Neuronal Signaling and the Structure of the Nervous System
159
g. In myelinated nerve fi bers, APs manifest saltatory conduction.
h. APs can be triggered by depolarizing graded potentials in
sensory neurons, at synapses, or in some cells by pacemaker
potentials.
Additional Clinical Examples
I. Multiple sclerosis is an autoimmune disease in which
antibodies attack the myelin sheaths surrounding neurons.
The resulting failure of action potential propagation causes
neurological disability that can vary in severity and rate of
progression. The causes of MS are currently unknown and
there is no cure, but drugs that suppress immune system
function slow the progression of the disease.
SECTION B KEY TERMS
absolute refractory period
154
action potential
151
action potential
propagation
155
after-hyperpolarization
152
all-or-none
154
current
144
decremental
150
depolarized
149
electrical potential
144
electrogenic pump
148
equilibrium potential
146
excitability
151
excitable membrane
151
Goldman-Hodgkin-Katz
(GHK) equation
147
graded potential
149
hyperpolarized
149
inactivation gate
152
leak potassium channels
147
ligand-gated channels
151
mechanically gated
channels
151
negative feedback
152
Nernst equation
146
Ohm’s law
144
overshoot
149
pacemaker potential
157
positive feedback
152
potential
144
potential difference
144
receptor potential
156
relative refractory period
155
repolarizing
149
resistance
144
resting membrane potential
144
saltatory conduction
155
subthreshold potential
153
subthreshold stimulus
153
summation
151
synaptic potential
156
threshold potential
152
threshold stimulus
153
voltage-gated channels
152
SECTION B CLINICAL TERMS
local anesthetics
154
tetrodotoxin
154
multiple sclerosis
155
Xylocaine
®
154
Novocaine
®
154
SECTION B REVIEW QUESTIONS
1. Describe how negative and positive charges interact.
2. Contrast the abilities of intracellular and extracellular fl
uids
and membrane lipids to conduct electrical current.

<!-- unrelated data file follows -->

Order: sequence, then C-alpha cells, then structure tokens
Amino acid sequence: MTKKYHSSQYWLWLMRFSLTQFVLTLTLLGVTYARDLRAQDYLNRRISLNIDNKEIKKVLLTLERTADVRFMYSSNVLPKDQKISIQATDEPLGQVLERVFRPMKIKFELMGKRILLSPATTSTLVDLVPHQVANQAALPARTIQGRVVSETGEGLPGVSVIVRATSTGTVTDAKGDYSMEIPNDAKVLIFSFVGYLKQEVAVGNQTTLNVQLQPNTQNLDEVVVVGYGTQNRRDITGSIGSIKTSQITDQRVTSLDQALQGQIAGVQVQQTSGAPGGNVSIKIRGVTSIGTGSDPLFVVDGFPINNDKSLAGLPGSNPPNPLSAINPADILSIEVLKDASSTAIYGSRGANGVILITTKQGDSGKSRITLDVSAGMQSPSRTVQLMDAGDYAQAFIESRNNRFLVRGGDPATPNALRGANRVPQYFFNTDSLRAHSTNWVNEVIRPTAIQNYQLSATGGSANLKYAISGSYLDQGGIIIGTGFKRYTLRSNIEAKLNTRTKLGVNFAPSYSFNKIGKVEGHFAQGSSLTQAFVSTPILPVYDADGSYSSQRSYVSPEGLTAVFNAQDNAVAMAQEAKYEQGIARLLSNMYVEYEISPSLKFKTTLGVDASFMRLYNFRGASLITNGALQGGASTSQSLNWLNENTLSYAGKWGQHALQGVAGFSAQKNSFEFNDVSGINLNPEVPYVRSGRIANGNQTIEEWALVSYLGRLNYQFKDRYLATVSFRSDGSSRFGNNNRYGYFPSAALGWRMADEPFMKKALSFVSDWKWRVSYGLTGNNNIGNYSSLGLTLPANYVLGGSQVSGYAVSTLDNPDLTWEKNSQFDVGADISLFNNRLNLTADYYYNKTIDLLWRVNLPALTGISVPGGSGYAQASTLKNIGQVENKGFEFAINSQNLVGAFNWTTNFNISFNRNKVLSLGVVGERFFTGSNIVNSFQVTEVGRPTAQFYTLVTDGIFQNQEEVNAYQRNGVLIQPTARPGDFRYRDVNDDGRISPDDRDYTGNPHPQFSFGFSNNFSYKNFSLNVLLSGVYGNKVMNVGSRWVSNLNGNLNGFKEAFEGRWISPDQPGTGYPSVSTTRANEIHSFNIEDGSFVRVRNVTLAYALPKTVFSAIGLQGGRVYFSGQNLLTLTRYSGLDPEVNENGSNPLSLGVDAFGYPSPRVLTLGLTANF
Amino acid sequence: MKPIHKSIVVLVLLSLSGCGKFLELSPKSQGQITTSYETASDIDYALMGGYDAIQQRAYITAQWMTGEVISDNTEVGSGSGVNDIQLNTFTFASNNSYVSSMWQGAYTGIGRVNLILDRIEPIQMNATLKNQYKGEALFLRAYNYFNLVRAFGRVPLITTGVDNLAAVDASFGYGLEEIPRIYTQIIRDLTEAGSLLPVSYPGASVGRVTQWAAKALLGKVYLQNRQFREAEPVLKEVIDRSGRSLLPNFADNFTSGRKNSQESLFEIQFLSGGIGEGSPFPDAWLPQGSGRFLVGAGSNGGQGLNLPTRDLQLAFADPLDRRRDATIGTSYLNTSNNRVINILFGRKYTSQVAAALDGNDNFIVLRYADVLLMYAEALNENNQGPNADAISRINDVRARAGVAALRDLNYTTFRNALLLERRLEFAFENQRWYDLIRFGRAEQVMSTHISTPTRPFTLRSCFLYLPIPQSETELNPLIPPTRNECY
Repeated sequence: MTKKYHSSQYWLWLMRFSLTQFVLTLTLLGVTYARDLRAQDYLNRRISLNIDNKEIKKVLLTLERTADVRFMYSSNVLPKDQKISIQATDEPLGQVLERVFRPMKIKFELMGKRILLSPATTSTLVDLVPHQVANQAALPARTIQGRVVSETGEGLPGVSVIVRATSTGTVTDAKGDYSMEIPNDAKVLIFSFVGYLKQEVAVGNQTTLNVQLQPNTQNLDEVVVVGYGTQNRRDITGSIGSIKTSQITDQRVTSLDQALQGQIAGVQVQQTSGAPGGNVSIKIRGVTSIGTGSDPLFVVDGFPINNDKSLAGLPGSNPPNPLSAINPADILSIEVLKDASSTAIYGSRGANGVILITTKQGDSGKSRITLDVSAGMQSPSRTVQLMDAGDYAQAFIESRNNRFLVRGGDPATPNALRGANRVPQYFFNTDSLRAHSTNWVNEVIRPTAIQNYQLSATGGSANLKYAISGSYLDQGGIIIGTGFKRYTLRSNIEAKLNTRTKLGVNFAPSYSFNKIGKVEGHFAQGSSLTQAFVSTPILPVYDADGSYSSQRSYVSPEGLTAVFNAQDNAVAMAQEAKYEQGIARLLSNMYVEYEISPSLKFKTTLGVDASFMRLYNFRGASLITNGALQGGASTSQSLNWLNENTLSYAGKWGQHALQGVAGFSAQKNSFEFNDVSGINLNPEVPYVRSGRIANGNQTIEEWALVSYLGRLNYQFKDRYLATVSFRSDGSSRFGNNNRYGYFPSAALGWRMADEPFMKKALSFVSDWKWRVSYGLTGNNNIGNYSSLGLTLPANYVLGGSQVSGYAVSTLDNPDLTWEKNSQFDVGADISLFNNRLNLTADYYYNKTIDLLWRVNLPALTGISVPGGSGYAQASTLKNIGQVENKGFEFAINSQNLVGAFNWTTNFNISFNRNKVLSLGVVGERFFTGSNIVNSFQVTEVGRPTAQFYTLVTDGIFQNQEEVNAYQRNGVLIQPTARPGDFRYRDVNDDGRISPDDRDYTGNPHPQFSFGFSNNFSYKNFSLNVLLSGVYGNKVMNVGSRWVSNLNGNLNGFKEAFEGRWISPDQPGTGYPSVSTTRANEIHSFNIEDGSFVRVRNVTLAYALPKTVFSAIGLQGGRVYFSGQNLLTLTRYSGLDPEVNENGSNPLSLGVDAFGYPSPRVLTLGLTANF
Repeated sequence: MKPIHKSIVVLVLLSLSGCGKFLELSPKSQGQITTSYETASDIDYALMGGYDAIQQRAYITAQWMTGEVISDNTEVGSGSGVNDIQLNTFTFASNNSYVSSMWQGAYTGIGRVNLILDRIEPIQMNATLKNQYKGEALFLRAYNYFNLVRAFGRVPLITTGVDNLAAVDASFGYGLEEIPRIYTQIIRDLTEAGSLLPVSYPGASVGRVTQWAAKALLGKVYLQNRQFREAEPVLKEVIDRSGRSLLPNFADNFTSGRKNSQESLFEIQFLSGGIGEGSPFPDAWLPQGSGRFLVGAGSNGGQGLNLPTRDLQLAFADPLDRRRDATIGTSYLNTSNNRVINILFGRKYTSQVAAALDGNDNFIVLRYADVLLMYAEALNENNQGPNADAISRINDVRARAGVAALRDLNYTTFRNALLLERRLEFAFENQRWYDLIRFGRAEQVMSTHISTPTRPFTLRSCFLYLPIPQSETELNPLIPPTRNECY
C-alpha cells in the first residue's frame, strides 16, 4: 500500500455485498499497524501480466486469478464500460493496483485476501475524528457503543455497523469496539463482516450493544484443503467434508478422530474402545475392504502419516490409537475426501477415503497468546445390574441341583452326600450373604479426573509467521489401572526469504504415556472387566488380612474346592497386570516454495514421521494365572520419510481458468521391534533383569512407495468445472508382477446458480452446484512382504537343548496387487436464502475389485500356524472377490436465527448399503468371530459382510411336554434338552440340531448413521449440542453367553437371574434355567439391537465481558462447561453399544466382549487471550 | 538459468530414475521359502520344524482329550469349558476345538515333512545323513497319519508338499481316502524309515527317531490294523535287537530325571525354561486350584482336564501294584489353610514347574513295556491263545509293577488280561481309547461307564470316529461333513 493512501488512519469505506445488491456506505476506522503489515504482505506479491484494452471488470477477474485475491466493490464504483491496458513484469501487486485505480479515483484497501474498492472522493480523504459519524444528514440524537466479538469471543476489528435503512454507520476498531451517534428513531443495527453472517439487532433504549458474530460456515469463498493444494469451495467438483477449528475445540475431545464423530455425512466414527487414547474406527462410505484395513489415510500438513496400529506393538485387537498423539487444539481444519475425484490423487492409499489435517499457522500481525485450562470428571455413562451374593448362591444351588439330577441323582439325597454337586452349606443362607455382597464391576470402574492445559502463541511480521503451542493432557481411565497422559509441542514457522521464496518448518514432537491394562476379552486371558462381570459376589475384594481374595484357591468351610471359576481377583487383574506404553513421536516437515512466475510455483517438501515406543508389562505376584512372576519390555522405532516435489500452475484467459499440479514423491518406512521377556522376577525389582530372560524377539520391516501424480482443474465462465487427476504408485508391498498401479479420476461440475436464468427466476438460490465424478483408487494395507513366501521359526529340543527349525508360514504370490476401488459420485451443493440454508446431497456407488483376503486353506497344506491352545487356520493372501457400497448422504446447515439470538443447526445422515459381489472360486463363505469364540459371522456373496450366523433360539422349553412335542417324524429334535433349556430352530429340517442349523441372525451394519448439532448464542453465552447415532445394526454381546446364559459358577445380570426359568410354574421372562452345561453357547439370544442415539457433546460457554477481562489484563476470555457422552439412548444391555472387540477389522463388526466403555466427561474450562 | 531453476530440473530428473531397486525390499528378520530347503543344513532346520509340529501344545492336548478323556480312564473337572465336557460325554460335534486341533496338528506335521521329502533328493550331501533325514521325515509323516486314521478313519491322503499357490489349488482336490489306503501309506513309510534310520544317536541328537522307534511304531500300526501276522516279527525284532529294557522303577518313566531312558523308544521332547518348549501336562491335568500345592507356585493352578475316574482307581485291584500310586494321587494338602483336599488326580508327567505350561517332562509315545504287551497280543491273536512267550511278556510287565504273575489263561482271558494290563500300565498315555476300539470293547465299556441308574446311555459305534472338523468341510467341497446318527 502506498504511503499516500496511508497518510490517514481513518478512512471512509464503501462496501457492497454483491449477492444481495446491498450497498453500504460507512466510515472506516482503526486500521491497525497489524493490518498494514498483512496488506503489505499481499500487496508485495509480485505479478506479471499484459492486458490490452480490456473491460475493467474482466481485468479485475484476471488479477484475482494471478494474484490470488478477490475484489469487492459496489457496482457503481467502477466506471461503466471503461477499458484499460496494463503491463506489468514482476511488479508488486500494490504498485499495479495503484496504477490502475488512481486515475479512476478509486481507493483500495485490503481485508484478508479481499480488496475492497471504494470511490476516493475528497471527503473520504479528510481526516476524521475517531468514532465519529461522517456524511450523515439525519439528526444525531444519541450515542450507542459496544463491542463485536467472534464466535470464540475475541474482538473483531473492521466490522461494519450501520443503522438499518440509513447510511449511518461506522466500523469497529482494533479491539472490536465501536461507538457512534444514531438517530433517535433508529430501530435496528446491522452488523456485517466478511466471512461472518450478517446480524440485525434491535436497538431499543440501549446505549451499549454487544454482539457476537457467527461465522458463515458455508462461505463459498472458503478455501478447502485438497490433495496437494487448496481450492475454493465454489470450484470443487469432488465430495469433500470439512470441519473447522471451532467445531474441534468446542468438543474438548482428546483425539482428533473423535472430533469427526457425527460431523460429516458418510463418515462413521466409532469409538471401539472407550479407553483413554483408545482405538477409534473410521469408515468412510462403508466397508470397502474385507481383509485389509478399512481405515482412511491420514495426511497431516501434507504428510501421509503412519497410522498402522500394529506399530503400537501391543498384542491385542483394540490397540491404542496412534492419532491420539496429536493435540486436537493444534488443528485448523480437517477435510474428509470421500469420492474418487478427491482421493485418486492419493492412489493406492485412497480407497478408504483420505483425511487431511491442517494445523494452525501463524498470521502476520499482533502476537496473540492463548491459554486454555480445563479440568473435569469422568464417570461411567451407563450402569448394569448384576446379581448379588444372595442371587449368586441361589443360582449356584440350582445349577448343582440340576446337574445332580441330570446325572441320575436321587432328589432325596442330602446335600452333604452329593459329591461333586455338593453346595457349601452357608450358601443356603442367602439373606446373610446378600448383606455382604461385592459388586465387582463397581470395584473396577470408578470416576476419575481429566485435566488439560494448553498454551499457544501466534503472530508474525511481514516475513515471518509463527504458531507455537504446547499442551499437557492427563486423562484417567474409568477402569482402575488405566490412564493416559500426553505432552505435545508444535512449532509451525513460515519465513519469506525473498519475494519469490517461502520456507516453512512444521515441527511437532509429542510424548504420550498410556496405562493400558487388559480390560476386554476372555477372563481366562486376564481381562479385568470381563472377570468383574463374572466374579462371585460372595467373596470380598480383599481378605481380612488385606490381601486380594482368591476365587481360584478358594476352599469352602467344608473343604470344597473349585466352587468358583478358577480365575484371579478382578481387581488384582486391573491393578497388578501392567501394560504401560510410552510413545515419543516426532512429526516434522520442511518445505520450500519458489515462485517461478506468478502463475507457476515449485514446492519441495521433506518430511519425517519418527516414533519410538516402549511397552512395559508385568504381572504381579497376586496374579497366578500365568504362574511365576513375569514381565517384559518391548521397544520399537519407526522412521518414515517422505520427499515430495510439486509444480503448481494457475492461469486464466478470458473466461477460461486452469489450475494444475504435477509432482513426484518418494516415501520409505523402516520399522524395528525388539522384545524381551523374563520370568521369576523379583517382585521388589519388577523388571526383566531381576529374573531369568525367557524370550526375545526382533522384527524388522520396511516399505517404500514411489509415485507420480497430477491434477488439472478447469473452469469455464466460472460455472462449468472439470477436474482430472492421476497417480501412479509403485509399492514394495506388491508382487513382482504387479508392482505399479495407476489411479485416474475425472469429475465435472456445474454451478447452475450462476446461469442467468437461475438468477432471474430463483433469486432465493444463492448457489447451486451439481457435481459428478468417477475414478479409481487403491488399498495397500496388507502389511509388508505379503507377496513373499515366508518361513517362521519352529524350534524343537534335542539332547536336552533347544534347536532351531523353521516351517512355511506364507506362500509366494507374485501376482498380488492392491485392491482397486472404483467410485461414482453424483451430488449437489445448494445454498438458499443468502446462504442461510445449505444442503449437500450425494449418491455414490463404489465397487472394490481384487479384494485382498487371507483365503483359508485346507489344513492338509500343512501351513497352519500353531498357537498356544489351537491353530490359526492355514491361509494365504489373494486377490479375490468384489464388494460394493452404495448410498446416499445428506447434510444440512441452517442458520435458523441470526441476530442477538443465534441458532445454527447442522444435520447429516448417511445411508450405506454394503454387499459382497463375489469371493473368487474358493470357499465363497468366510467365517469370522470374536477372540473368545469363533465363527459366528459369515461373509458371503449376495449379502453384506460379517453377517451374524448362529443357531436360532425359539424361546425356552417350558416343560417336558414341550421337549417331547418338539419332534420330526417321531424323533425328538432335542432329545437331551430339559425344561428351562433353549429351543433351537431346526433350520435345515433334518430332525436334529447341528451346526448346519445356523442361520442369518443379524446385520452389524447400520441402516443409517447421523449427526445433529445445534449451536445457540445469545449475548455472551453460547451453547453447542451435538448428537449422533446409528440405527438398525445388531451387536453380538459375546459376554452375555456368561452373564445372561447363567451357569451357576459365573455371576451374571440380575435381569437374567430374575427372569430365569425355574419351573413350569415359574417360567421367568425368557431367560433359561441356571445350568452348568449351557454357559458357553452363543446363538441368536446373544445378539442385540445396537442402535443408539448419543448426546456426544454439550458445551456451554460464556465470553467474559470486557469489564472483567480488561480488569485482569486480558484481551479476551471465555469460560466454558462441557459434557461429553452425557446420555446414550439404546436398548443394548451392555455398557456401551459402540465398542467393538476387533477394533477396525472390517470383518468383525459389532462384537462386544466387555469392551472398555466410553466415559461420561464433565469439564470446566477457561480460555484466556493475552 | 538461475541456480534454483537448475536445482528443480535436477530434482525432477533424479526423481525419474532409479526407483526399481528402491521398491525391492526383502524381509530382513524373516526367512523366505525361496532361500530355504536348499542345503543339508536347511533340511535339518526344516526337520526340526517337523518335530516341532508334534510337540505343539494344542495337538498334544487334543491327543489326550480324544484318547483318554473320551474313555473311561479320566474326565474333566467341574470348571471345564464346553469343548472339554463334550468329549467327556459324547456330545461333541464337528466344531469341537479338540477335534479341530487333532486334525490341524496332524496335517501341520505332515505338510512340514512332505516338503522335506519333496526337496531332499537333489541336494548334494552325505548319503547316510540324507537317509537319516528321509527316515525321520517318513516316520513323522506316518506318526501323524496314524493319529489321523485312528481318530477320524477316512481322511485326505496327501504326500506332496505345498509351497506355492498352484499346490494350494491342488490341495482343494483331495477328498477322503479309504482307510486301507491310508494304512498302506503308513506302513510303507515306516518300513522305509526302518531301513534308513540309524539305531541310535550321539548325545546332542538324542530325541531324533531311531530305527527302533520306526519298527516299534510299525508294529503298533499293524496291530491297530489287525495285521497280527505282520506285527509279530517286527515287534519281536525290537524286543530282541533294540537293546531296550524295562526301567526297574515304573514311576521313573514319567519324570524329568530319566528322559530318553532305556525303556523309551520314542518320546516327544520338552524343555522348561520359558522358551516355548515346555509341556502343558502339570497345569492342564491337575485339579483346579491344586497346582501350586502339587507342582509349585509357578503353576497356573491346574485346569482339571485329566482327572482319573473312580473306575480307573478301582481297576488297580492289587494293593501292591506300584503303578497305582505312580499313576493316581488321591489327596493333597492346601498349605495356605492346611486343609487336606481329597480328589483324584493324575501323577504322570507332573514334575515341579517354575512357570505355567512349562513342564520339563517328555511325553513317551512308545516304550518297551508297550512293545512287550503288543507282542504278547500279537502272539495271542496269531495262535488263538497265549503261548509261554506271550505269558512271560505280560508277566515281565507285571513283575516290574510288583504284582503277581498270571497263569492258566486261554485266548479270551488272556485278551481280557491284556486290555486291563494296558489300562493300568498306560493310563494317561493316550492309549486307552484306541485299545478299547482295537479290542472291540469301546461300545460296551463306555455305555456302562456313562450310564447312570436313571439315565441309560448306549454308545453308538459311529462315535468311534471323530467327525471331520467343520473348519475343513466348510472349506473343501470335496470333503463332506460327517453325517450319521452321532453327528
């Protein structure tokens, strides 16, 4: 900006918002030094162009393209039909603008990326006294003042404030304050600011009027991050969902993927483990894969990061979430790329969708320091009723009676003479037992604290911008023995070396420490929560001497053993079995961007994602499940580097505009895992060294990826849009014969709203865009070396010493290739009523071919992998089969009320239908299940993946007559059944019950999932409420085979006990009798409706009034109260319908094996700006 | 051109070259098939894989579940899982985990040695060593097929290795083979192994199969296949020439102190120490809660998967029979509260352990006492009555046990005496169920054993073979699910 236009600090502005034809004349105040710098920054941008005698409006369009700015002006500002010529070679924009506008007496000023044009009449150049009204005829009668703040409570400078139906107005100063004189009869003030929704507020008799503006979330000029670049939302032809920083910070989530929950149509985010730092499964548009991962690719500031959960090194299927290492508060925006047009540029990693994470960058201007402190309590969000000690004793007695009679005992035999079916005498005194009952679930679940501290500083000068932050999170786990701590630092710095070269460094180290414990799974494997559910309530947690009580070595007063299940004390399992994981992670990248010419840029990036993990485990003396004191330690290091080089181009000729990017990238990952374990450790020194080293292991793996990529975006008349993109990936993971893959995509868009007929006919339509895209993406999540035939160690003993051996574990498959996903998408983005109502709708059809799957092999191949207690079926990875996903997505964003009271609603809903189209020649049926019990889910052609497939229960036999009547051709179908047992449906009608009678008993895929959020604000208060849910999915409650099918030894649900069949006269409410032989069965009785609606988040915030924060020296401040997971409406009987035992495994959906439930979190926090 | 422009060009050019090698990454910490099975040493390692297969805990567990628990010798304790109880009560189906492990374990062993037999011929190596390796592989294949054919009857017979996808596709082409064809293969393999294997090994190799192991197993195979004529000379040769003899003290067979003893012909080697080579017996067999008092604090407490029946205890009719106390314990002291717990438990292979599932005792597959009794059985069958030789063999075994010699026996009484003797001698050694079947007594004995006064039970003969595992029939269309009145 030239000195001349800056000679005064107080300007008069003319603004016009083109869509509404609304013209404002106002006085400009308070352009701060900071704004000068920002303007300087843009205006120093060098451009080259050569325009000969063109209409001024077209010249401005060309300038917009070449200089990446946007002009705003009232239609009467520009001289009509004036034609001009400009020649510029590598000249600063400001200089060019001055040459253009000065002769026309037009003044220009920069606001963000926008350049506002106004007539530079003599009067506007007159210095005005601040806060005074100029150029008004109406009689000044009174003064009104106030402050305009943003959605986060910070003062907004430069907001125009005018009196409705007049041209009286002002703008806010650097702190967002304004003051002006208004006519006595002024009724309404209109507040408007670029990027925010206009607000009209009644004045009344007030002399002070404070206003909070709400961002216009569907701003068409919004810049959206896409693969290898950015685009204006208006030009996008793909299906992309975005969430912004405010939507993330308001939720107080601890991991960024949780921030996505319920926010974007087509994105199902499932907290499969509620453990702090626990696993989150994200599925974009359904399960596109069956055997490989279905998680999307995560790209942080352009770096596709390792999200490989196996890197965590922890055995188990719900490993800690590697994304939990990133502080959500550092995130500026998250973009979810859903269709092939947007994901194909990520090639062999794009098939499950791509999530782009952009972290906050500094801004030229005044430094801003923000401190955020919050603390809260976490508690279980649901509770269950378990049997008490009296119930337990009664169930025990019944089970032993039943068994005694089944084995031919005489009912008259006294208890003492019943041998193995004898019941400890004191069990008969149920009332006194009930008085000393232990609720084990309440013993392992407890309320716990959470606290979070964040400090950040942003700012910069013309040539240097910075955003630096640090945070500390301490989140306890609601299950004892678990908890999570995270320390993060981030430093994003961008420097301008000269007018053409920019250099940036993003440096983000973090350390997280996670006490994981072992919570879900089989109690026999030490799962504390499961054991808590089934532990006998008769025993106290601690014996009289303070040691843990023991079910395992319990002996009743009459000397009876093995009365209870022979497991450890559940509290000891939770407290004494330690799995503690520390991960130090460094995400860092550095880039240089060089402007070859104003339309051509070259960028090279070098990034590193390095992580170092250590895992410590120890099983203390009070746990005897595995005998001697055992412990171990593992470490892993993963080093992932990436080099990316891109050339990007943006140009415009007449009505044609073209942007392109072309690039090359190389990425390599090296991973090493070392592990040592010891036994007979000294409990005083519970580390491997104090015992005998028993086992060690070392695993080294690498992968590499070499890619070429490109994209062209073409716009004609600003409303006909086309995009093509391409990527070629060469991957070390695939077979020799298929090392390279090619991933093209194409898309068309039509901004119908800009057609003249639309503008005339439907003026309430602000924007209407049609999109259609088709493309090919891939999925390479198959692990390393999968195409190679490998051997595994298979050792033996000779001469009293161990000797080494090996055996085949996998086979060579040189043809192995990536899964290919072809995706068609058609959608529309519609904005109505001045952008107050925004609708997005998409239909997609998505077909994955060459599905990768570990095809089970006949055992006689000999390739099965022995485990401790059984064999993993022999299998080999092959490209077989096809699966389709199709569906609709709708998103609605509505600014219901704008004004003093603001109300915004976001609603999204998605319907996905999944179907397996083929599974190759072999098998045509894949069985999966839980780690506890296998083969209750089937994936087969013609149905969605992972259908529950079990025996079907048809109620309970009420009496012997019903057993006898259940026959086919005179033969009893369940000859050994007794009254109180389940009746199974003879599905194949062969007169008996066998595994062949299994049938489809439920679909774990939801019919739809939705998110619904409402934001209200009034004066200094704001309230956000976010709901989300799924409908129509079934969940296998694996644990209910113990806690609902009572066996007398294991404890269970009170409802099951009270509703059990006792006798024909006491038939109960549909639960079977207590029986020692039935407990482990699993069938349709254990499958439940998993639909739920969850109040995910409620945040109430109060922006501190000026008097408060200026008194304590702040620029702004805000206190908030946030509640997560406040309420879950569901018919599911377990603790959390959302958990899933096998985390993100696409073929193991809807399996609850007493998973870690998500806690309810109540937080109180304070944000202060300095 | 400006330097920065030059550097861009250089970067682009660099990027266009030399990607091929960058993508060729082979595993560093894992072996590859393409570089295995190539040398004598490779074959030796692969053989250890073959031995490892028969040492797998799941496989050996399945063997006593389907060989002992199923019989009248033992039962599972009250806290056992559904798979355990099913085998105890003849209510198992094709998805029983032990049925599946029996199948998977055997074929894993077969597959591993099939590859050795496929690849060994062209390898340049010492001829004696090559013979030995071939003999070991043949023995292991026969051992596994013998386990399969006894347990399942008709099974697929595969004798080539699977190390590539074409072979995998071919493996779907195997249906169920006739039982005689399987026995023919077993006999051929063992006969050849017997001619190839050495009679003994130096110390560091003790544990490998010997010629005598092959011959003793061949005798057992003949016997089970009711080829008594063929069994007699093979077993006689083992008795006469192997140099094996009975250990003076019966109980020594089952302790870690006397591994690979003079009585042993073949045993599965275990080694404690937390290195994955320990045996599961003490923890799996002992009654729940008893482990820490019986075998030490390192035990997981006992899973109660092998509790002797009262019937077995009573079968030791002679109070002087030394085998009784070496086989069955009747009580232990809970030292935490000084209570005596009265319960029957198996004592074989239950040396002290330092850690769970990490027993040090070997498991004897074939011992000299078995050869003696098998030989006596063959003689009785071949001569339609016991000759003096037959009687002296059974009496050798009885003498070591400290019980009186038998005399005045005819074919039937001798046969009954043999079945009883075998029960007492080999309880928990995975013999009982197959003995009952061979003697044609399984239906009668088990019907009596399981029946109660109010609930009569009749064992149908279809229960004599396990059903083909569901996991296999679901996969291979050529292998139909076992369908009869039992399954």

3. Draw a simple cell; indicate where the concentrations of Na
+
,
K
+
, and Cl
are high and low and the electrical potential
difference across the membrane when the cell is at rest.
4. Explain the conditions that give rise to the resting membrane
potential. What effect does membrane permeability have on this
potential? What role do Na
+
/K
+
-ATPase membrane pumps play
in the membrane potential? Is this role direct or indirect?
5. Which two factors involving ion diffusion determine the
magnitude of the resting membrane potential?
6. Explain why the resting membrane potential is not equal to the
potassium equilibrium potential.
7. Draw a graded potential and an action potential on a graph
of membrane potential versus time. Indicate zero membrane
potential, resting membrane potential, and threshold potential;
indicate when the membrane is depolarized, repolarizing, and
hyperpolarized.
8. List the differences between graded potentials and action
potentials.
9. Describe how ion movement generates the action potential.
10. What determines the activity of the voltage-gated sodium
channel?
11. Explain threshold and the relative and absolute refractory
periods in terms of the ionic basis of the action potential.
12. Describe the propagation of an action potential. Contrast this
event in myelinated and unmyelinated axons.
13. List three ways in which action potentials can be initiated in
neurons.
SECTION C
Synapses
As defi ned earlier, a synapse is an anatomically specialized junc-
tion between two neurons, at which the electrical activity in a
presynaptic neuron infl uences the electrical activity of a post-
synaptic neuron. Anatomically, synapses include parts of the
presynaptic and postsynaptic neurons and the extracellular space
between these two cells. According to the latest estimate, there
are approximately 10
14
(100 trillion!) synapses in the CNS.
Activity at synapses can increase or decrease the likelihood
that the postsynaptic neuron will fi re action potentials by produc-
ing a brief, graded potential in the postsynaptic membrane. The
membrane potential of a postsynaptic neuron is brought closer
to threshold (i.e., depolarized) at an
excitatory synapse,
and it
is either driven farther from threshold (i.e., hyperpolarized) or
stabilized at its resting potential at an
inhibitory synapse.
Hundreds or thousands of synapses from many different
presynaptic cells can affect a single postsynaptic cell
(conver-
gence),
and a single presynaptic cell can send branches to affect
many other postsynaptic cells (
divergence,
Figure 6–24
).
Convergence allows information from many sources to infl u-
ence a cell’s activity; divergence allows one information source
to affect multiple pathways.
The level of excitability of a postsynaptic cell at any
moment (i.e., how close its membrane potential is to thresh-
old) depends on the number of synapses active at any one time
and the number that are excitatory or inhibitory. If the mem-
brane of the postsynaptic neuron reaches threshold, it will
generate action potentials that are propagated along its axon
to the terminal branches, which in turn infl uence the excit-
ability of other cells.
Functional Anatomy of Synapses
There are two types of synapses:
electrical
and
chemical.
At
electrical synapses, the plasma membranes of the pre- and post-
synaptic cells are joined by gap junctions (Chapter 3). These
allow the local currents resulting from arriving action potentials
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